On July 30, 1898, a 31-year-old Arkansas City, Kansas, bank cashier named George Kimmel went on a business trip to St. Louis. He checked into a hotel, bought a cigar at the front desk, stepped out into the street, and disappeared. Detectives were put on his trail, but no trace of the young man could be found. Just before he vanished, he insured his life for $25,000 in favor of his sister, Mrs. Edna Bonslett. After Kimmel went missing, it was discovered that he was deeply in debt and had resorted to embezzling money from his bank. These financial entanglements led many to assume that the missing man had simply run away.
Nothing more was heard of Kimmel until 1906, when Mrs. Bonslett moved to have her brother legally ruled dead. New York Life, the insurance company that held the Kimmel policies, contested this action, and launched their own nationwide search for the missing cashier. They soon discovered a man who was in the New York state prison under the name of "Andrew J. White," who stated that he was, in reality, George Kimmel. He told a curious story to explain his absence from the scene. He claimed that a relative--he later strongly hinted it was Kimmel's uncle Charles Johnson--was implicated in the embezzlement of $100,000 from the Pacific Express Company. He, "Kimmel" possessed certain information which would prove the relative's guilt. As a result, his kinsman and some confederates drugged him, kidnapped him, and kept him prisoner. After three weeks in captivity, he escaped, but the criminals recaptured him and gave him a beating. The next thing he knew, he was in a New York's Matteawan Asylum, with little memory of who he was or where he came from. He remained in the asylum for some time until he was ruled sane and released. Afterward, he wandered the streets of New York, homeless and penniless. In desperation, he forged a check for a few dollars. For this offense, he was sent to the state prison, where eventually he recalled his past life as George Kimmel. (Incidentally, by this point Charles Johnson had gone bankrupt and was himself in prison. If he had any comment about his "nephew's" astonishing story, it does not seem to have been recorded.)
Mrs. Bonslett was not impressed by the news of her brother's supposed return. She immediately branded White as a lunatic and an impostor.
Equally unsurprisingly, the New York Life Insurance Company took the claimant rather more seriously. They asserted that they were convinced the New York convict was indeed the long-missing man, and they flatly refused to pay up until some sort of proof could be given that George Kimmel was well and truly dead. The result of this standoff was that the National Bank of Niles, Michigan, to whom Mrs. Bonslett had previously assigned the insurance policies, brought a lawsuit against New York Life.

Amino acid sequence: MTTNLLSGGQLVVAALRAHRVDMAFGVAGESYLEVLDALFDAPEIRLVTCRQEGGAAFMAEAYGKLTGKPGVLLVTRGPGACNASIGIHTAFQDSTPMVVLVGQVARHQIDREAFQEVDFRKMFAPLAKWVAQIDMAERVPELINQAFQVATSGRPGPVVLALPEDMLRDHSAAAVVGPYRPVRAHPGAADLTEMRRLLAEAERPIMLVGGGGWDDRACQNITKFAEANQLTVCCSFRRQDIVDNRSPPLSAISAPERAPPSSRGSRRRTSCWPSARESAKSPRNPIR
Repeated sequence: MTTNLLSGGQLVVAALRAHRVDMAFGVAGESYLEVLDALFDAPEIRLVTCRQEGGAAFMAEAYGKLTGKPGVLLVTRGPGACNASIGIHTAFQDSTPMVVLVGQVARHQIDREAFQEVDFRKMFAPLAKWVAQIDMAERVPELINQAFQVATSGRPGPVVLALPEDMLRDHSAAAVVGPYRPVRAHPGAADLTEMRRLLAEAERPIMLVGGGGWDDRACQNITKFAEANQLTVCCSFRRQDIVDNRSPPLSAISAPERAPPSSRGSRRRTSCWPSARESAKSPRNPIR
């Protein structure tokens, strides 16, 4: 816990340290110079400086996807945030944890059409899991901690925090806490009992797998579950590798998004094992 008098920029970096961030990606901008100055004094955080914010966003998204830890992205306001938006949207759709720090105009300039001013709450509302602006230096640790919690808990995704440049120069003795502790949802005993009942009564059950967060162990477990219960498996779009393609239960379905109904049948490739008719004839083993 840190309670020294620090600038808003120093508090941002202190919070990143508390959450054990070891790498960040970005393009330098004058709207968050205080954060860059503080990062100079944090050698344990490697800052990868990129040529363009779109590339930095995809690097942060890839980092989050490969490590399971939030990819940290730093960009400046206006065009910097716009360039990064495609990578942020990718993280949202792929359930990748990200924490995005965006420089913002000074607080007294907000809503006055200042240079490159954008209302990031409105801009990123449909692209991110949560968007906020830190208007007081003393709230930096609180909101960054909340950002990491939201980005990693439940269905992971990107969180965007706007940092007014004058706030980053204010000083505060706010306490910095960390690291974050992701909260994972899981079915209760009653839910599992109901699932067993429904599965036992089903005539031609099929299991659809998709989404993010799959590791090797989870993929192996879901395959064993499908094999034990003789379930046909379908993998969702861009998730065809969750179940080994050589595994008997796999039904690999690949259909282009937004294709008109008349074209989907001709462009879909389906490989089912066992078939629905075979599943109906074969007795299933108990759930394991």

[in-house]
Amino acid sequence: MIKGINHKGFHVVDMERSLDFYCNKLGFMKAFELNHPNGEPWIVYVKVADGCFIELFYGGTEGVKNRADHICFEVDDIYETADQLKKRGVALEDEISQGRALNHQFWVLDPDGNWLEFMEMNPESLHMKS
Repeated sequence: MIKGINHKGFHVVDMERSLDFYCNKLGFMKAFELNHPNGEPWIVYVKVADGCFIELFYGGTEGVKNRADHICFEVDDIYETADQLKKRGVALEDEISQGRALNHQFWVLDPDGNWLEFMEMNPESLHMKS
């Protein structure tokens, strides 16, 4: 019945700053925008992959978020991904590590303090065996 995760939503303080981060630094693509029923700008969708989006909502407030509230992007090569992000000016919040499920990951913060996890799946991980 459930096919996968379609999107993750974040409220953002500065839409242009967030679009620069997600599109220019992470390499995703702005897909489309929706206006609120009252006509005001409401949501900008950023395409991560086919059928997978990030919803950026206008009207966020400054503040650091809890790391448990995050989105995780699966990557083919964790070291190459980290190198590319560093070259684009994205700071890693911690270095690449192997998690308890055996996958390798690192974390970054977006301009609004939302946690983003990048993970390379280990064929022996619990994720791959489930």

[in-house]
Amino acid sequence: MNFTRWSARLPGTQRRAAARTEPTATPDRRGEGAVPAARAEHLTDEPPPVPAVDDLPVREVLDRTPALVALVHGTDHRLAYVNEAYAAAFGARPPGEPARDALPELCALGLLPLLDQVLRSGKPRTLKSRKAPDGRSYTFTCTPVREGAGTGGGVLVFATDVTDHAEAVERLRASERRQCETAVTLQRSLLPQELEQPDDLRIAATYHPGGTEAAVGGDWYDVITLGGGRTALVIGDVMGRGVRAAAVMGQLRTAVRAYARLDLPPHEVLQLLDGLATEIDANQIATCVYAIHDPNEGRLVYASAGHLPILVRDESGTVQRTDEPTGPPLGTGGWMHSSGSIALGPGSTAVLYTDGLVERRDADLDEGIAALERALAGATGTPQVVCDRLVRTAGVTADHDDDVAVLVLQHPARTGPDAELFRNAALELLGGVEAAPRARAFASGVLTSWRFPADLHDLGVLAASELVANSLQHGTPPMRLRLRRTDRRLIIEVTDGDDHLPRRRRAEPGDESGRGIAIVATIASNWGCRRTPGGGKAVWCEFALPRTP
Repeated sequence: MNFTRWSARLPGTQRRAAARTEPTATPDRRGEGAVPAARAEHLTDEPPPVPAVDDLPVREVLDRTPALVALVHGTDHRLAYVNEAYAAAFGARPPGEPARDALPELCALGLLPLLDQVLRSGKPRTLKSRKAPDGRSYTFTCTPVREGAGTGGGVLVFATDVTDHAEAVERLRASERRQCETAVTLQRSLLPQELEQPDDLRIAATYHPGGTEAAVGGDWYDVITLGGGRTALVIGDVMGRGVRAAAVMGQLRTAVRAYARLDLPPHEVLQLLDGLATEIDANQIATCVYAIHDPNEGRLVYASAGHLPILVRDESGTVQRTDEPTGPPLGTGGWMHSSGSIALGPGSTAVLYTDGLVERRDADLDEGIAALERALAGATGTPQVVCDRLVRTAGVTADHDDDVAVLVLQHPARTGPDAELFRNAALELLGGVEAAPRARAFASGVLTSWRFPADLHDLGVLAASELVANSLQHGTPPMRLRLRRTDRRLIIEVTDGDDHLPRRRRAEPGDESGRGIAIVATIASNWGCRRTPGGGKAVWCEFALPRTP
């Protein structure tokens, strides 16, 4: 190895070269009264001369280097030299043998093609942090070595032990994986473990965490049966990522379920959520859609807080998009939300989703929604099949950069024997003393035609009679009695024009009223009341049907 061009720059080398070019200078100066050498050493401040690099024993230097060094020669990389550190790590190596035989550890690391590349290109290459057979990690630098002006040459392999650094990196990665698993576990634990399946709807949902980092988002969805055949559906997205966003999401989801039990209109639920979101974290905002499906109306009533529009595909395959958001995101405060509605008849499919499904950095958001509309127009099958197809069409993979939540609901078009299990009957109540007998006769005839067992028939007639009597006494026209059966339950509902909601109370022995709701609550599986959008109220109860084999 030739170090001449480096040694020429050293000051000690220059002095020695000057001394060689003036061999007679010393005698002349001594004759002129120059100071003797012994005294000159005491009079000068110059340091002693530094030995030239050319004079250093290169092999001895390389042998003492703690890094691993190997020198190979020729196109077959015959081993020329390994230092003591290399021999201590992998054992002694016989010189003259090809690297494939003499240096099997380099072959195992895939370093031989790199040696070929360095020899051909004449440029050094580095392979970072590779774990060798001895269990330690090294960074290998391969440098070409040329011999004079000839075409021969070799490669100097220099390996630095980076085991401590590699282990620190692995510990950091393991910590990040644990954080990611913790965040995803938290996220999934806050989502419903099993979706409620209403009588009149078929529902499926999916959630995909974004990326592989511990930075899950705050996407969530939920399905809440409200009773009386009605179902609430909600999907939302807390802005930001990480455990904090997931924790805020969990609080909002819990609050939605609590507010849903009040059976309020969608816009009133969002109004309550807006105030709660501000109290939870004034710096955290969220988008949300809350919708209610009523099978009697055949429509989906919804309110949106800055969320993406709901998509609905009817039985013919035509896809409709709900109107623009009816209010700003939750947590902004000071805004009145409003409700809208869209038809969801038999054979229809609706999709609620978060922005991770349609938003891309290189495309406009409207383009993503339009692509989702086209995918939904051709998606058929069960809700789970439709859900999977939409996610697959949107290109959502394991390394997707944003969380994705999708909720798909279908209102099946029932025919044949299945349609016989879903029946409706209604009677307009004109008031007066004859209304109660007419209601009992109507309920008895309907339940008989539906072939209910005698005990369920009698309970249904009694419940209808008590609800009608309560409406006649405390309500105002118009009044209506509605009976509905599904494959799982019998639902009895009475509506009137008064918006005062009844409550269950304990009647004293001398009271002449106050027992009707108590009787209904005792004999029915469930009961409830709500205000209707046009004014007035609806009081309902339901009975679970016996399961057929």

In those days before DNA testing, the question of "Andrew J. White's" true identity simply could not be definitively settled. As bizarre as White's story might have been, no one could actually disprove it, either. It all boiled down to a "he said/she said" quarrel, and as a result, the tug-of-war over that insurance money occupied the attention of the courts for over ten years. First, the courts in St. Louis declared Kimmel dead. Then, the United States Circuit Court of Appeals declared there was insufficient evidence in the case and reversed the judgment. In the meantime, a number of people who had known Kimmel well visited "White" and declared that he was indeed the long-lost cashier. So did Kimmel's cousin, Mrs. Harriet Fox, his niece, Mrs. Charles Montague, and his former fiancee, Mrs. Harriet Marston. Kimmel's mother Stella, on the other hand, joined her daughter in asserting the man was a brazen fraud.
The suit was retried yet again in 1910, with the jury failing to reach a consensus. Seven members of the panel, it was reported, believed White was indeed Kimmel, with the rest believing otherwise.
In August 1911, the claimant was released from prison. He immediately announced his intention to return to his hometown of Niles, Michigan, where Stella Kimmel was still living, and prove once and for all that he was indeed George Kimmel.
The results of his visit were as inconclusive as everything else in this case. The claimant arranged a meeting with Mrs. Kimmel. When the two came face-to-face, he pleadingly stretched out his arms and exclaimed, "Mother, don't you know your boy? Don't disown me any longer. You know I am your son."
Mrs. Kimmel backed away and insisted, "No. I don't see in you any positive resemblance to my son." The claimant sighed afterwards, "I love her with all my heart and cannot understand why she should insist that I am dead. Still, I will not worry her, and if she continues to disbelieve me it shall be as she wishes. But I know I am Kimmel, for I recognize everyone."
He did, too--or, at least, he put up a very convincing show of recognizing everyone. He was escorted around Niles, where he pointed out landmarks and recalled incidents from the past that proved to be correct. He repeatedly greeted townspeople by name. The claimant showed knowledge of things he could hardly have known unless he was George Kimmel. On the other hand, he also showed ignorance of details Kimmel must have known. (The claimant, of course, attributed the latter to the memory loss brought on by his sufferings.)